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Selling to a company is different than selling to a consumer. But there are some fundamental principles all ads should follow
A few days ago, my company met with a business-to-business client that had hired us to help position its firm as a leader in a category it had recently entered. We presented a handful of concepts that were different, compelling, and that would stand out among all the bland ads in their targeted trade publications. Usually, when an ad agency is presenting new ideas, you can pretty much tell how the meeting is going by the looks on the clients' faces. This one wasn't going so well.
When we finished our presentation, the room was uncomfortably silent until one of the representatives of the client team spoke up. He was the one who gave us the assignment, and he could see how the campaign would accomplish the objectives set out for us. He thought it was different. He thought it was breakthrough. He thought it was smart.
But it wasn't long before one of his colleagues weighed in. He, too, thought we had something to work with but "suggested" a few changes. He didn't want the campaign to be too attention-getting. He thought it should look more like those that were already in the magazines. He was afraid that a captivating appeal like the one we were suggesting wouldn't be direct enough. And he wanted to include more copy points and product shots. In other words, he wanted a typical B2B ad.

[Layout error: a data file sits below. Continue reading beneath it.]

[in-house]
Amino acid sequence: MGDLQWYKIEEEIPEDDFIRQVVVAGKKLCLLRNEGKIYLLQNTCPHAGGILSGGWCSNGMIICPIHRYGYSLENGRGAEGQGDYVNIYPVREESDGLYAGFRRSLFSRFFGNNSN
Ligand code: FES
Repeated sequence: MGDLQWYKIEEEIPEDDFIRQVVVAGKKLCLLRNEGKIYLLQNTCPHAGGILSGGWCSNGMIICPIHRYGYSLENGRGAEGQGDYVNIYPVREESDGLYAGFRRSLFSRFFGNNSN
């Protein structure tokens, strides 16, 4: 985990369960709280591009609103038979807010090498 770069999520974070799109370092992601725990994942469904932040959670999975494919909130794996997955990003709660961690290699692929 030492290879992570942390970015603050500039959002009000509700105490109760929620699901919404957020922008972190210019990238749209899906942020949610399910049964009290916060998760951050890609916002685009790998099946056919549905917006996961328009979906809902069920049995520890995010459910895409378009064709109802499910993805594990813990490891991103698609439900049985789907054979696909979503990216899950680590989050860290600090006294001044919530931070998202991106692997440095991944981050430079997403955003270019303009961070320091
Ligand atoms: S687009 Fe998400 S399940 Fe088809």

Time to Debunk
This is a common occurrence that happens in conference rooms across the country every day. It's not that there's anything inherently wrong with copy points and product shots, but there seems to be a powerful gravitational pull towards the bland in business-to-business advertising. The reasons, I believe, are because of a handful of persistent myths that permeate the industry's thinking. Here are a few:
B2B is different. This is probably the most common misunderstanding—that somehow the rules of everyday marketing don't apply in a business-to-business context. Sure, selling to a company is different than selling to a consumer. But it's no more different than selling toothpaste is to selling paint, or even than selling wine is to selling beer. In each case, you're trying to win over a unique group of people with an existing array of preconceptions and a distinct set of needs. No two marketing assignments are alike, yet every marketing assignment is subject to the same fundamental and unchanging principles (see below).
Information trumps emotion. Anybody who has spent time working in business-to-business advertising will hear this refrain (or some variation of it): "Make the product the hero," or "Get right to the point," or "Just make sure it has a strong call to action." It's as if the people who read B2B ads don't buy Nike (NKE) shoes, attend Cirque du Soleil, or shop at Target (TGT) on the weekends. Or if they do, they somehow disengage the right sides of their brains Monday through Friday.
That's not to say that information isn't important, and especially so when you're dealing with purchases that can run into the thousands or millions of dollars. But the bigger the purchase (typically), the longer the sales cycle. This affects the role that an ad can be expected to play (see BusinessWeek.com, Winter, 2007, "Staying on Top of Your Game").